These were the words written on the banners held up by pregnant women who followed the processions accompanying the plantation of liberty trees in post-revolutionary France. The country, then at war with Austria, was seized by patriotic fervour and keen to defend the achievements of the Revolution. This is when the tree, an ancestral symbol of fertility, also became a strong image for the revolutionary ideal.

MothersMeeting is a collection of nursing chairs from different periods, on which visitors are invited to sit. Nursing chairs are one of the only pieces of domestic furniture to have been designed specifically to fit the proportions and function of the female body. They were used for breastfeeding, their low seating encouraging interaction with children. This type of chair was mainly found in upper-class homes, which typically employed wet nurses to feed their babies, a common practice up until the 20th century.

The title of this work refers to the largely invisible history of women in the Revolution and to the unacknowledged emotional and physical labour of mothers, which the artist associates with the notion of Virtue. The chairs are arranged in a circle, subverting their original purpose and encouraging women to congregate, speak and be publicly visible.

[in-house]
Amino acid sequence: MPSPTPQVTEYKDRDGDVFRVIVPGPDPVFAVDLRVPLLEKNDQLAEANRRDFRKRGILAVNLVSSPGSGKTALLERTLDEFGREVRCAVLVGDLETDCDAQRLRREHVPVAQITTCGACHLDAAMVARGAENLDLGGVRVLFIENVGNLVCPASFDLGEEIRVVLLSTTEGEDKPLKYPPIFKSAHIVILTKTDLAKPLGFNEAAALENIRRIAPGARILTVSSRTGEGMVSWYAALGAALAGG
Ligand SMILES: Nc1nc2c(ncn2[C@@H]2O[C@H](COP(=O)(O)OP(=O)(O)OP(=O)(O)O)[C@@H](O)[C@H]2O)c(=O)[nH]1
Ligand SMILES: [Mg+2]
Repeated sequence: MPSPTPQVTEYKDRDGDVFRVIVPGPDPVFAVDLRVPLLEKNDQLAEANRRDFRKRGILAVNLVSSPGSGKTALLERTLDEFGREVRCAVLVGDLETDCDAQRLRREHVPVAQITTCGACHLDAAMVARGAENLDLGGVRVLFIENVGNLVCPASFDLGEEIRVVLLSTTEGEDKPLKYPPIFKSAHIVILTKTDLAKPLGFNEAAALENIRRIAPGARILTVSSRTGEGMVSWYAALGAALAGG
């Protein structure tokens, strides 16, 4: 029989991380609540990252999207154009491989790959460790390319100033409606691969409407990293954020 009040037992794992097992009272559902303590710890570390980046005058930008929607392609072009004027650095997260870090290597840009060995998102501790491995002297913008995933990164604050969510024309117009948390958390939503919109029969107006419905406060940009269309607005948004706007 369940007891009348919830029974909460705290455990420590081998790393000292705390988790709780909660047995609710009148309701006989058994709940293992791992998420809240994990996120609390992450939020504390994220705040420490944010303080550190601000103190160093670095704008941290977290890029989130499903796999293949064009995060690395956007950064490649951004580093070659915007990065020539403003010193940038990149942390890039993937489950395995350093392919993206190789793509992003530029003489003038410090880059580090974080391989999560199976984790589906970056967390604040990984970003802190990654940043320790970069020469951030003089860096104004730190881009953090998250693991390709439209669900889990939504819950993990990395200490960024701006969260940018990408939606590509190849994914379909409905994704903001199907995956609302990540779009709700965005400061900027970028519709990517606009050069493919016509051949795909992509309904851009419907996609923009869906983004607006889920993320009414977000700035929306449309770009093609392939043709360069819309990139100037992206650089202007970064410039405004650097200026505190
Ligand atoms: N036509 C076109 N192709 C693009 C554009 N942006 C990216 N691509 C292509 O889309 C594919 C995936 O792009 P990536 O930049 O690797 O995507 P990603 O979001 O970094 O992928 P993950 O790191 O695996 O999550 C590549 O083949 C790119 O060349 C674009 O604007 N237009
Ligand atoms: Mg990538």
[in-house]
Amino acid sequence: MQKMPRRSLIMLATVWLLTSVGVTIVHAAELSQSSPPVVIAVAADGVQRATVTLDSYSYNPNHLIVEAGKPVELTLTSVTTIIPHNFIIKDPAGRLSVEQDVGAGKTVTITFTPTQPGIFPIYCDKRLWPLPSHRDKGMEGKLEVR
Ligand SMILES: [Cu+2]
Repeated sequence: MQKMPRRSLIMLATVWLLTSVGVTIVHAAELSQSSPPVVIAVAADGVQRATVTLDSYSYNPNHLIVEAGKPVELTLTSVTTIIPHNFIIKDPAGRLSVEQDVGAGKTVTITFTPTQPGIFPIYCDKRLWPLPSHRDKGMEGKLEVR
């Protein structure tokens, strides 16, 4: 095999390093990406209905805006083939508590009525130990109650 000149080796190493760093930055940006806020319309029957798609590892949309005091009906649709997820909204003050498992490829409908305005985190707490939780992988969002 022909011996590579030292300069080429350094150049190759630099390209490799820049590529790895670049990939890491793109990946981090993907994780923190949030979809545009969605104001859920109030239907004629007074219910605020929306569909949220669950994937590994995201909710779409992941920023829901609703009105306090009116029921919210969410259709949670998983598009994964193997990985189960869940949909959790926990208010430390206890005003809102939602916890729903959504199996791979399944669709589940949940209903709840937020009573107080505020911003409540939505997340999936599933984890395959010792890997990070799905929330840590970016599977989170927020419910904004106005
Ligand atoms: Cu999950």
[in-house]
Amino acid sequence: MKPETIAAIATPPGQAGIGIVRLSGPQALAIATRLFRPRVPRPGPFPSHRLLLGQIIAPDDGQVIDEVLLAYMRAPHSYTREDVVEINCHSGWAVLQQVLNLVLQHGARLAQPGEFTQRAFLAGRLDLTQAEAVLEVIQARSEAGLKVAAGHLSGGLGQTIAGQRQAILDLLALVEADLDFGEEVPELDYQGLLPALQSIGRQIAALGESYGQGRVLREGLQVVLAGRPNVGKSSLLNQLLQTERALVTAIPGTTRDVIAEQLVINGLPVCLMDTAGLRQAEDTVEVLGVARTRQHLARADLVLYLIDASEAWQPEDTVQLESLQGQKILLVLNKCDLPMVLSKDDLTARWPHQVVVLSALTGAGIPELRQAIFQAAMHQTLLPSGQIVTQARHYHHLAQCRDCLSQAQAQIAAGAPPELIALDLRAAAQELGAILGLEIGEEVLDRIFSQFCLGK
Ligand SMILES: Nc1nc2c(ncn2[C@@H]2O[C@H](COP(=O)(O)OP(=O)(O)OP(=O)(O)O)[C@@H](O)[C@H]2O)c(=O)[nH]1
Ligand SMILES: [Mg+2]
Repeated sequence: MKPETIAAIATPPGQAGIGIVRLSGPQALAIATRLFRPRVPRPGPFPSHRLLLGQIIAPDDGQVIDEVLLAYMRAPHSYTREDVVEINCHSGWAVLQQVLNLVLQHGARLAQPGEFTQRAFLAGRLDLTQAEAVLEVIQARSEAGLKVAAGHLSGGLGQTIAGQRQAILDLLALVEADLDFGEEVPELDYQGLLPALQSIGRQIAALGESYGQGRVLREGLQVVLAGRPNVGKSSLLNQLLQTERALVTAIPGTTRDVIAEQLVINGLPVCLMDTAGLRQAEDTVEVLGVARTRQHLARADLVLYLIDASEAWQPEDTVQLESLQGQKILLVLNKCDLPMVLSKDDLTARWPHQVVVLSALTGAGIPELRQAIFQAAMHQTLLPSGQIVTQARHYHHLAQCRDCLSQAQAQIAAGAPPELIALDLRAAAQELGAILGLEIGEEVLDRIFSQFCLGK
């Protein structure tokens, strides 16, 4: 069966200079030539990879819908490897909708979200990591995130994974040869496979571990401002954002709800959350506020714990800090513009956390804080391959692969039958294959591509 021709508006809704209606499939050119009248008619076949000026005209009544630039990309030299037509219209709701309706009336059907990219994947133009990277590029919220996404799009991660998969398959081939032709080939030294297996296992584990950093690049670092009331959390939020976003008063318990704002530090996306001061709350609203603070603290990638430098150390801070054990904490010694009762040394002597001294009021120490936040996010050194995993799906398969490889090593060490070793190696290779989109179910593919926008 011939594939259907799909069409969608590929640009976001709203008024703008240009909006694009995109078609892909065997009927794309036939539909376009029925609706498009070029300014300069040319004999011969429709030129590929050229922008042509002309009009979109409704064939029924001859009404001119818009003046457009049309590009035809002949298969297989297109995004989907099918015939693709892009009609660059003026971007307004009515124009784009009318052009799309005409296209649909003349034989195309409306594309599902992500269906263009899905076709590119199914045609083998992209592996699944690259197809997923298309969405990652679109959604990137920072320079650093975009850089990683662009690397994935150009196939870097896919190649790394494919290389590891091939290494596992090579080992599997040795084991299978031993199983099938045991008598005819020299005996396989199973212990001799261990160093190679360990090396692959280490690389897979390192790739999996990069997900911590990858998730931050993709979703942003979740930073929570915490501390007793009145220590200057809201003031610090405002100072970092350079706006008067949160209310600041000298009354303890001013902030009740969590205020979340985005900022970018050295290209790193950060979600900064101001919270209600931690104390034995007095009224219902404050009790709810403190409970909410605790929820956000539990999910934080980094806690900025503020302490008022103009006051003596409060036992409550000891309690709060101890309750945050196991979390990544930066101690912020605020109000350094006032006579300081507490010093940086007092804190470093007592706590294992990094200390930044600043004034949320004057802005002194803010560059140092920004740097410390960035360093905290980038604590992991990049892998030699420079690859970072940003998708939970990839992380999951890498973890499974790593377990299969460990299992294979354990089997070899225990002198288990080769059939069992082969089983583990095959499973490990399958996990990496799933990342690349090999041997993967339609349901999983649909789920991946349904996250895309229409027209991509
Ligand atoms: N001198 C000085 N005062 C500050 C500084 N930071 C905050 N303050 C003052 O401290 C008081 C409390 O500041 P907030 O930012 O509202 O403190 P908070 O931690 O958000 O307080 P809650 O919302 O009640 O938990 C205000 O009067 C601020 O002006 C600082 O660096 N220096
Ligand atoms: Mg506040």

Female Sword Swallowers Moon Calendar by MisSa Blue

The idea of Talent is embodied by a collection of swords created by the female sword swallower MisSa Blue, one of the leading figures of the contemporary Sideshow and Neo-Burlesque scene.

After a life threatening accident during one of her performances, MisSa Blue designed and commissioned a complete set of swords to be used on different days of her menstrual cycle. (The oesophagus and the uterus swell on the first day of menstruation, which is what caused the injury.)

The set includes 28 swords of different lengths that follow the lunar calendar. Two swords appear only once in the set: a bladeless sword resembling the new moon, and the longest sword, which corresponds to the full moon. The longest sword is to be swallowed on ovulation day when the female body is blooming and no sword should be swallowed on the first day of menstruation as it is the most dangerous day for a female sword swallower to get hurt.

This piece was originally commissioned to tour with the show Dr Carnesky’s Incredible Bleeding Woman in the UK.


We Could Have Been Anything That We Wanted to Be
Decimal analogue clock, 2011

The concept of Labour is materialised by a decimal clock whose dial displays ten instead of twelve hours. The decimal regulation echoes the historic attempt to redefine and rationalise the day. Concurrent to the Republican calendar, France introduced a new system of time measurement liberated from the monarchy and Christianity, and temporarily lived to the rhythm of the decimal second. In decimal time, the day is divided into ten periods rather than twenty-four. Midnight becomes ten o’clock, midday becomes five o’clock, each new hour contains one hundred minutes, and each new minute contains one hundred seconds.